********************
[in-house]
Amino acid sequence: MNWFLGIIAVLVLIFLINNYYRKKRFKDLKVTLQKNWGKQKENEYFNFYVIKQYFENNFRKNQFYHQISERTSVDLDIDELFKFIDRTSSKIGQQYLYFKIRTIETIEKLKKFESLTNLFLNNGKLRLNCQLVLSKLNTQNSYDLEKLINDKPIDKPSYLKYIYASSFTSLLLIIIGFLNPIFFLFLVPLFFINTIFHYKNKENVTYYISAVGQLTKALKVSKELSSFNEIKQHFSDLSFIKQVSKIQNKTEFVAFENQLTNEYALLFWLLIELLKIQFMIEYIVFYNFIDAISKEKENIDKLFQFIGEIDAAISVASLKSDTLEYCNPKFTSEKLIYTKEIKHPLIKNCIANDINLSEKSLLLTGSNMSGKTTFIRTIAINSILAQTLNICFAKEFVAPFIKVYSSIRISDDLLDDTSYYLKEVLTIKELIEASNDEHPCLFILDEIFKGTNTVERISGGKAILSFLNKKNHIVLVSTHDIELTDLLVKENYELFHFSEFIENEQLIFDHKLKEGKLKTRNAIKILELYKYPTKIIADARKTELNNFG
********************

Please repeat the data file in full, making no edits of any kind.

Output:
[in-house]
Amino acid sequence: MNWFLGIIAVLVLIFLINNYYRKKRFKDLKVTLQKNWGKQKENEYFNFYVIKQYFENNFRKNQFYHQISERTSVDLDIDELFKFIDRTSSKIGQQYLYFKIRTIETIEKLKKFESLTNLFLNNGKLRLNCQLVLSKLNTQNSYDLEKLINDKPIDKPSYLKYIYASSFTSLLLIIIGFLNPIFFLFLVPLFFINTIFHYKNKENVTYYISAVGQLTKALKVSKELSSFNEIKQHFSDLSFIKQVSKIQNKTEFVAFENQLTNEYALLFWLLIELLKIQFMIEYIVFYNFIDAISKEKENIDKLFQFIGEIDAAISVASLKSDTLEYCNPKFTSEKLIYTKEIKHPLIKNCIANDINLSEKSLLLTGSNMSGKTTFIRTIAINSILAQTLNICFAKEFVAPFIKVYSSIRISDDLLDDTSYYLKEVLTIKELIEASNDEHPCLFILDEIFKGTNTVERISGGKAILSFLNKKNHIVLVSTHDIELTDLLVKENYELFHFSEFIENEQLIFDHKLKEGKLKTRNAIKILELYKYPTKIIADARKTELNNFG